Friday, January 26, 2018

Homophobia at Bulleit


I was on the Bulleit train from almost the beginning. I love their rye and their bourbon and drank them often, as I'm addicted to Manhattans for half the year, and I don't mind a Boulevardier when I'm feeling saucy. But now I've officially disembarked.

For better or worse, America went with capitalism, and the only way for that to work is for consumers to vote for the world they want with their dollars.

That's why I'll never go to a Hobby Lobby and why I haven't drunk a drop of Bulleit Bourbon for almost six months now. 

The story goes that Tom Bulleit's daughter Hollis Bulleit made the brand the powerhouse it is through dogged ambassadorship but was pushed out when her sexual orientation became public. I guess it shouldn't surprise anyone that a Kentucky-based family's patriarch is a homophobe; homophobia and racism are rampant down south unfortunately. But I don't care that I'm not surprised, and I'm not going to support a brand that I know is anti-gay.

There are other great bourbons at the same price point anyway.

There's a Slate article about how family businesses are more susceptible to such problems. It makes me think of Marxist notions to abolish the family unit. I don't understand how people spend Thanksgiving and Christmas with racist/homophobic family members. If the world is going to be a better place tomorrow, eye-rolling isn't enough; pillory your grandparents if you have to.

Diageo owns Bulleit and Johnnie Walker and countless other brands. As a consumer, it's hard to pillory Diageo. Remember when Dove was running ads about all women being beautiful while Axe was running ads about all women being sex toys? Unilever owns both brands and didn't care how anyone felt about that if you kept buying their products. That's just how branding works and why Diageo is so powerful (and also dangerous).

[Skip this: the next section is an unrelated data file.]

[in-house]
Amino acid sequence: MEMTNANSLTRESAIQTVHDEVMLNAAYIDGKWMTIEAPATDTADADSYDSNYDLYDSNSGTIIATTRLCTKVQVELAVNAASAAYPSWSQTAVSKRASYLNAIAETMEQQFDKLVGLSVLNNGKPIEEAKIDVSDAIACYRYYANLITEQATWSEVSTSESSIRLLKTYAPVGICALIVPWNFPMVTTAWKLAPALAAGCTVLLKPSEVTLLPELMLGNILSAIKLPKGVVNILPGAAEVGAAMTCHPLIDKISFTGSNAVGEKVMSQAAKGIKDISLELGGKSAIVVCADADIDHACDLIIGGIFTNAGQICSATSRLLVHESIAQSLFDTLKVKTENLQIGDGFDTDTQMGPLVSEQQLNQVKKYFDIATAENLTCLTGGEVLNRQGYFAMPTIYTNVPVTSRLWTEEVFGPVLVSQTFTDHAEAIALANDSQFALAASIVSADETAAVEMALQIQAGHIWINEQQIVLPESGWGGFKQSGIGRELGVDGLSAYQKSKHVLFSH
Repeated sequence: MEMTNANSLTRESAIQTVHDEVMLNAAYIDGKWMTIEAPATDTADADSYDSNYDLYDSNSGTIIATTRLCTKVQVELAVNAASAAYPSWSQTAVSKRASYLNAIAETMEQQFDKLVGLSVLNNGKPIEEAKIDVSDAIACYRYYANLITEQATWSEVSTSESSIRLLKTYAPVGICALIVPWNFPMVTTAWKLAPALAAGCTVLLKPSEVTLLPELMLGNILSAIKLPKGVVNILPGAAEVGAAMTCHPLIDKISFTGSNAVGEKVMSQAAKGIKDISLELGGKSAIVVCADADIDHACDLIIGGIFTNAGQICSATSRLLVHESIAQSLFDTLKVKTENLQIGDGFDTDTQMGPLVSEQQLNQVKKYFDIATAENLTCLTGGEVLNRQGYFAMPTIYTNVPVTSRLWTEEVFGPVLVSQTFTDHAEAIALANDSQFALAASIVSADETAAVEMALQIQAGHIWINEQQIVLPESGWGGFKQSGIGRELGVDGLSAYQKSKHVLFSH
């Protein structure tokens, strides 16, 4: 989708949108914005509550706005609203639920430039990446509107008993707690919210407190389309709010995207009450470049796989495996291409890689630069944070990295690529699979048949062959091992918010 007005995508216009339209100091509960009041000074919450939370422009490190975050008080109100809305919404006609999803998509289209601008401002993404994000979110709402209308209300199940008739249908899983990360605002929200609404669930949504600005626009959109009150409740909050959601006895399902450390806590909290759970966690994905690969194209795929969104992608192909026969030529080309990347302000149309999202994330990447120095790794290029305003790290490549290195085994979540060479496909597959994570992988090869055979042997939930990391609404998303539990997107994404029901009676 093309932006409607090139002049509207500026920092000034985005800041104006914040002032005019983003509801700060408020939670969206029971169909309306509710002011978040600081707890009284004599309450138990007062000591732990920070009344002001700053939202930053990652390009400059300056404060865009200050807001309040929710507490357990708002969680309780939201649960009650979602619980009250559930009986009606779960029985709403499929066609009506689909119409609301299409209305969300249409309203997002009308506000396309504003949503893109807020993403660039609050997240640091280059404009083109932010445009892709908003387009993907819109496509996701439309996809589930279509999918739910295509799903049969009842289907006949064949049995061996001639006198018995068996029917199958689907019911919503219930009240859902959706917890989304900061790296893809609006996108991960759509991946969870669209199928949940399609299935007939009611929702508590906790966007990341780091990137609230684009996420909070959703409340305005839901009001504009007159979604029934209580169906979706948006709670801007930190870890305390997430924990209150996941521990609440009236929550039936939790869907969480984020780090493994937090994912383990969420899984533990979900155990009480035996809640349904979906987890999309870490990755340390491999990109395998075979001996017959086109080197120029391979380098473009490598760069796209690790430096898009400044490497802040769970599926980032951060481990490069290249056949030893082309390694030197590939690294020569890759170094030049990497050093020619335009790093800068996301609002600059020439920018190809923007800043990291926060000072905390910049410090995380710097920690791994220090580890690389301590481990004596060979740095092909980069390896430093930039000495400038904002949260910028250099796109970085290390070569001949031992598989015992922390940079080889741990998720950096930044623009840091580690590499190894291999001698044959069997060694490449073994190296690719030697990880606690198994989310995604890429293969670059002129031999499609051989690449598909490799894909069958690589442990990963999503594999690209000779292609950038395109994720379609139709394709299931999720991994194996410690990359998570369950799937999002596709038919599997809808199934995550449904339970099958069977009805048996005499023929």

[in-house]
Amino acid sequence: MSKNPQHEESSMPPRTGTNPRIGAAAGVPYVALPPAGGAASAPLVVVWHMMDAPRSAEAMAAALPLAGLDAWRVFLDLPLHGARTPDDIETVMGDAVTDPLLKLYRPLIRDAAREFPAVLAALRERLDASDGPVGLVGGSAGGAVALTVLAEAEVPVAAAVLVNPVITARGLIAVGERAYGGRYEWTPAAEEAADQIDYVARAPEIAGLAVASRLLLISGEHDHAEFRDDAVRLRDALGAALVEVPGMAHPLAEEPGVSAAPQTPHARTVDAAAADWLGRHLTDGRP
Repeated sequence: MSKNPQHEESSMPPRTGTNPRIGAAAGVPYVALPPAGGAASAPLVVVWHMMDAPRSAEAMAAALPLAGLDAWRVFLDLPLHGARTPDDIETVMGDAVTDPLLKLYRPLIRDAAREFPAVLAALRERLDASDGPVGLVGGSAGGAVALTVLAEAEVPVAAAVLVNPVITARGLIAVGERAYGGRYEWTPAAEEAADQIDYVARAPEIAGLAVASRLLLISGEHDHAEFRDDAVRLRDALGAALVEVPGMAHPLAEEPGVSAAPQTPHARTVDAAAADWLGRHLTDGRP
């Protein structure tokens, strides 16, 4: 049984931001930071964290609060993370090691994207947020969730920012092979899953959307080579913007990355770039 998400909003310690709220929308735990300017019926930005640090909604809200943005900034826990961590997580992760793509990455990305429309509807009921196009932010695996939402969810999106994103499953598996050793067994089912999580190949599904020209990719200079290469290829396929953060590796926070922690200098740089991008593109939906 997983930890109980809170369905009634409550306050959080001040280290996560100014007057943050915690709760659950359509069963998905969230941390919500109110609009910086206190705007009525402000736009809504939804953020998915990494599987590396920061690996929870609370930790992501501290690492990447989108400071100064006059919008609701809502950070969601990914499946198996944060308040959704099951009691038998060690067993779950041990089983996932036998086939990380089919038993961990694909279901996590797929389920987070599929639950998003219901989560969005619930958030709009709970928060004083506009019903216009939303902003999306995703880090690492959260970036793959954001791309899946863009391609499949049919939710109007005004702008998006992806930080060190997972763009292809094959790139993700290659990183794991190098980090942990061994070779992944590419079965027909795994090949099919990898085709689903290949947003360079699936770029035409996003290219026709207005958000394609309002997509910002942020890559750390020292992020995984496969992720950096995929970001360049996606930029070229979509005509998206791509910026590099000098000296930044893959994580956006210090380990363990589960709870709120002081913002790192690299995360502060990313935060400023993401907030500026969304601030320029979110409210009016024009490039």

For now I'm drinking Buffalo Trace and Gentleman Jack, owned by Sazerac and Brown-Forman, respectively, both of whom have probably had similar issues in their histories. . . but what else am I supposed to do?

When I was living in Virginia, my ex-in-laws were horribly racist, sexist, and homophobic. The father of the family would proudly declare himself one from time to time. When his daughter was dating a black dude Big Daddy announced his intention to "tie him to the back of his truck and drive down a dirt road." When his daughter pointed out that her father had expected her brother to marry a Chinese girl, he proclaimed "I'm a racist and a sexist."

When you talk like that you deserve to lose your brand—you're a nazi. Nazi's, contrary to Trump's view, are the enemy because they threaten peace and hinder progress toward equality.

My ex-wife often sided with her parents. That drove a rift in our relationship. It was the thing we fought about the most, and it eventually tore apart our marriage. I thought I had to tolerate it until we had the chance to move far away from her ancestral home. But when that became a real possibility, it became clear she would never be out from under their influence.

And I'll never take that train again.

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